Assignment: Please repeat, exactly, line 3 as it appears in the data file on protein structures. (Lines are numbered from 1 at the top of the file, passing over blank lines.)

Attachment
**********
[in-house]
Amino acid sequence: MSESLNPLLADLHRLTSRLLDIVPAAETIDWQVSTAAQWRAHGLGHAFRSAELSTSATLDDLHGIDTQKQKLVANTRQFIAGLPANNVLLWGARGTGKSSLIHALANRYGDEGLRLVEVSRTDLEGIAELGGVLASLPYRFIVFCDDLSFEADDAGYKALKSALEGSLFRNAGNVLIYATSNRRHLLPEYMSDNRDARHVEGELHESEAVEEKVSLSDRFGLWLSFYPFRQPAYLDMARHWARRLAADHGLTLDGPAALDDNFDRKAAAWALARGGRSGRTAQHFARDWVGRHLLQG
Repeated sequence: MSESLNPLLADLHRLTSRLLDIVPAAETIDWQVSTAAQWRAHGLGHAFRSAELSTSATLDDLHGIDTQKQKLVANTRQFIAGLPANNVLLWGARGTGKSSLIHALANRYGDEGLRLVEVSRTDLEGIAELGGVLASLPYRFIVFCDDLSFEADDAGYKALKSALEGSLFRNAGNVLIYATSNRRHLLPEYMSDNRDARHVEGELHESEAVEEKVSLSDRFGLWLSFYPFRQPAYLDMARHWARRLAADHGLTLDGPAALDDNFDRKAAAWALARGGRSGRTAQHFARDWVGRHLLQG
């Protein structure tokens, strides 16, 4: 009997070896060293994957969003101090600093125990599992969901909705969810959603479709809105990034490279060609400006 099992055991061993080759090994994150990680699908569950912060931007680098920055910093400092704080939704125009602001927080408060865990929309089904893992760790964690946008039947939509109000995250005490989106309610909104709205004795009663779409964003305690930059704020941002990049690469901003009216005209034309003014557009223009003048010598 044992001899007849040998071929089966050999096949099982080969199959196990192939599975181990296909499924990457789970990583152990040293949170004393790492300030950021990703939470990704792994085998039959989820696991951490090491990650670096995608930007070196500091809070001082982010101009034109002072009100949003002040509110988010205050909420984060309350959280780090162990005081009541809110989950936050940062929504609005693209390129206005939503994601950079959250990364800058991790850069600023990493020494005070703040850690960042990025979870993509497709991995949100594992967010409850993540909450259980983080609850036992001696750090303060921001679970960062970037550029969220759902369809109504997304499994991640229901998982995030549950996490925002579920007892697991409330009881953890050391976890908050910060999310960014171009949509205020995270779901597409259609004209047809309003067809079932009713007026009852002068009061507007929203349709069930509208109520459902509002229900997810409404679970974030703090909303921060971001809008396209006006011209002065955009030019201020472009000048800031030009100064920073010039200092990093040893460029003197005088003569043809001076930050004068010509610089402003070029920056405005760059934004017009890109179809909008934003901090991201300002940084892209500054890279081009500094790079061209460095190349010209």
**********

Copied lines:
Repeated sequence: MSESLNPLLADLHRLTSRLLDIVPAAETIDWQVSTAAQWRAHGLGHAFRSAELSTSATLDDLHGIDTQKQKLVANTRQFIAGLPANNVLLWGARGTGKSSLIHALANRYGDEGLRLVEVSRTDLEGIAELGGVLASLPYRFIVFCDDLSFEADDAGYKALKSALEGSLFRNAGNVLIYATSNRRHLLPEYMSDNRDARHVEGELHESEAVEEKVSLSDRFGLWLSFYPFRQPAYLDMARHWARRLAADHGLTLDGPAALDDNFDRKAAAWALARGGRSGRTAQHFARDWVGRHLLQG